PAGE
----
Tuesday, December 26, 2017
Twins Two Bagger: Sano and Duke
Duke, who will pitch the 2018 season at the age of 35, is just over a year removed from Tommy John surgery. After undergoing the procedure in September of 2016, he returned for 27 appearances and 18.1 IP for the Cardinals a year ago. In that time, he posted a 3.93 ERA along with a 5.9 K/9 and 2.9 BB/9. What makes Duke intriguing however, is what his numbers look like immediately prior to his injury.
Having pitched as a starter for the entirety of his time with the Pirates (2005-10), Duke didn't become a true full-time reliever until 2014. In his three years of relief work, he posted a 2.74 ERA across 180.1 IP for the Brewers, White Sox, and Cardinals. That number also came with a glowing 10.4 K/9 and a 3.9 BB/9. Out of the pen, Duke really didn't see much of a velocity boost, still hovering around the 89 mph range.
In 2017, Duke returned with his fastball averaging 88.1 mph (so slightly down from pre-surgery). He utilizes a sinker, slider, changeup, and curveball making him a valuable four-pitch pitcher in relief. As a lefty, Minnesota can now look at Buddy Boshers as expendable, and would then have an avenue to get the 40 man roster back to 39 players.
Per Darren Wolfson, Duke's deal is a one-year contract worth something like $1.5-2 million. This follows along the same lines as what I believe the Twins told us with Fernando Rodney. They looked for relief help that could be had on one-year deals with significant upside. Both Duke and Rodney are bolster a pen that needed help in 2017, and neither are true roadblocks to the emergence of players such as Tyler Jay, Alan Busenitz, J.T. Chargois, or Jake Reed. Rather than building an expensive pen, Minnesota is getting creative and making what seem to be smart decisions.
On another front, it appears that the Twins are exploring all avenues when it comes to bettering the roster as a whole. Talking on 1500 ESPN, Wolfson noted that Miguel Sano has been a name floated by Minnesota in trade talks. This hardly comes as a surprise, and I firmly believe Sano is the best piece of the young core to move if you are going to do so.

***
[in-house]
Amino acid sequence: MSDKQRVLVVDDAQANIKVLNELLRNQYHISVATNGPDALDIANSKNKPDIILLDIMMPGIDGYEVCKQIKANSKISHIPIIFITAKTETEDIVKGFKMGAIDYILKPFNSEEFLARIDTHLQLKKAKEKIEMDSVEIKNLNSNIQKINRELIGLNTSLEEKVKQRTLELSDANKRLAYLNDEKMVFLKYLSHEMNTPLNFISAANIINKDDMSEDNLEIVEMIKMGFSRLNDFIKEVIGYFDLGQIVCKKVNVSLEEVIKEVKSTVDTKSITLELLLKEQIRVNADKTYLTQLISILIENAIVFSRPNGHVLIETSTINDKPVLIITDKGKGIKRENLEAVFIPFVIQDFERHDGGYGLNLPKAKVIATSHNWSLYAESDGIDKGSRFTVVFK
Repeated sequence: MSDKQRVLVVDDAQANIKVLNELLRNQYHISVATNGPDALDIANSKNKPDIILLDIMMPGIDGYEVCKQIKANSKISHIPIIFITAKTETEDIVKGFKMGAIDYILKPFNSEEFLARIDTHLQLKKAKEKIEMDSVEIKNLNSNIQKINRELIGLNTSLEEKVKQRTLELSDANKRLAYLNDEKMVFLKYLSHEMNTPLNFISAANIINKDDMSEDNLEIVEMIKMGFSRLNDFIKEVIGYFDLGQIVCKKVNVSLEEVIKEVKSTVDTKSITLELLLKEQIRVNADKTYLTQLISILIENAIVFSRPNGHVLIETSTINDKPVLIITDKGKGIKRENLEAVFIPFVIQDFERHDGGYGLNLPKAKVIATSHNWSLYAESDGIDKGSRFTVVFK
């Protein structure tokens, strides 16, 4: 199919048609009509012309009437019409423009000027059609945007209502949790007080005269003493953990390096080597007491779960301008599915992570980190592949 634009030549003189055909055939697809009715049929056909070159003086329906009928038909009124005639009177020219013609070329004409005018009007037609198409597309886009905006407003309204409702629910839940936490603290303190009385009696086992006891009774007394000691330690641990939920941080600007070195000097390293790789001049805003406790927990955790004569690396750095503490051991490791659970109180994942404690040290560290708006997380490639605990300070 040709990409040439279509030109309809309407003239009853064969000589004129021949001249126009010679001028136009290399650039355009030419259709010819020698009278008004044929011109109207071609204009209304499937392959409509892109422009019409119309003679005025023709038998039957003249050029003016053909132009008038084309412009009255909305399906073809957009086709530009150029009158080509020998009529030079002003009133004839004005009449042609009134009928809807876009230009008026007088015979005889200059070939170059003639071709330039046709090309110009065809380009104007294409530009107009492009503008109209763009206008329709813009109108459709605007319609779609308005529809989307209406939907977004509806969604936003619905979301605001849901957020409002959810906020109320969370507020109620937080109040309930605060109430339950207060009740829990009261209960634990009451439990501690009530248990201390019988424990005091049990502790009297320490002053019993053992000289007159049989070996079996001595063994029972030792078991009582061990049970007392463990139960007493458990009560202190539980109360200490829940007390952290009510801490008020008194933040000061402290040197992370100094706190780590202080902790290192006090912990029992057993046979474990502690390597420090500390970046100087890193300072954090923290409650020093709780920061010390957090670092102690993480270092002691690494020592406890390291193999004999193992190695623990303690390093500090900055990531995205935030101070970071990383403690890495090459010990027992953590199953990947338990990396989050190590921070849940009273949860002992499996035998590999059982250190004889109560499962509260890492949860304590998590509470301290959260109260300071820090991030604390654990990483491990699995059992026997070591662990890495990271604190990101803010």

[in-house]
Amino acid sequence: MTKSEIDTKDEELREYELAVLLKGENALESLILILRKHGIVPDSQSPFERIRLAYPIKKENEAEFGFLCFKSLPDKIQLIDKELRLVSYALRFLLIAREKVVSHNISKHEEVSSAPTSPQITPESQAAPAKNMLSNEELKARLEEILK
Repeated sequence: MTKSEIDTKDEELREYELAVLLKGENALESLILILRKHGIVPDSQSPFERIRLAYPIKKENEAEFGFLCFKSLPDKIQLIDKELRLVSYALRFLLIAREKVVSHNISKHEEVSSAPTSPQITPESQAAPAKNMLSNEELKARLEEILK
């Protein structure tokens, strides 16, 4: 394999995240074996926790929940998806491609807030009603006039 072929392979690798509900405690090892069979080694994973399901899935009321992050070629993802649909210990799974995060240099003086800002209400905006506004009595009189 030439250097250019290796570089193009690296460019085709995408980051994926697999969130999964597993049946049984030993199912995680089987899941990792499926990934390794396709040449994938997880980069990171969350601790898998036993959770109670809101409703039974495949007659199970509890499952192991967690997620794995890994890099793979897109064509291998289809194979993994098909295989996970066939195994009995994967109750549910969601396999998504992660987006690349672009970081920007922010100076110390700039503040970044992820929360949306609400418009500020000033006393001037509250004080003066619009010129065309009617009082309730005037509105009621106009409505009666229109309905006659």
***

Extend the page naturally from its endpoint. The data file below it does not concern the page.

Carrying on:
Making an offer to another team with Sano as the headliner right now could be a bit tricky. Although his .859 OPS a year ago represented a great season (and a career high 28 HRs), he's coming off a season ending surgery that resulted in a rod being inserted in his leg. Going forward, the Twins have suggested they don't see any limitations, but at this point, that's hardly a sure thing. When considering the landscape of Twins talent however, Sano's skillset jumps out as the most replaceable asset.
Going into any given year, you can expect a handful of things from Miguel Sano. He's probably going to play over an ideal weight, he'll hit a significant amount of home runs, he'll draw a decent amount of walks, the strikeouts will be there, and at times you'll need to utilize first base or the designated hitter spot to get him off of third. There's a lot of good in those realities, but there's a few very real detractors as well. Those detractors are no doubt the highlights of the conversations Minnesota's front office must have when considering moving their All Star third basemen.
Even with the injury uncertainty, Minnesota isn't simply going to have to give Sano away. While it may deflate his value a bit, I'd bet that there's plenty of teams looking at him as a future cornerstone. Should a match be made in which Sano can return front line pitching, I'd suggest that as something the Twins should explore. If Yu Darvish can't be had on the open market, a swap of Chris Archer for Miguel Sano (and another piece or two) could be something that would benefit the Twins in the long run.
Getting a controllable pitcher, with ace potential, in return for a power hitting corner infielder seems to be a decent tradeoff. Third base isn't a position with a ton of options, but both Todd Frazier and Mike Moustakas remain available for a team to jump at. Eduardo Escobar could also assume the starting role, with a bigger bopper but lesser fielder left on the bench to rotate in. At any rate, the tradeoff seems one worth exploring.
As things stand now, I'd imagine Minnesota would prefer to sign Darvish as opposed to trading Sano. Keeping physical assets while spending cash should always be the preferred mode of acquisition with all things being equal. However, as the scenarios work themselves out, it certainly appears like Thad Levine and Derek Falvey have a backup plan or two in place. The Hot Stove may be cool for the moment, but I don't think we'll continue to see it stay that way for the rest of the winter.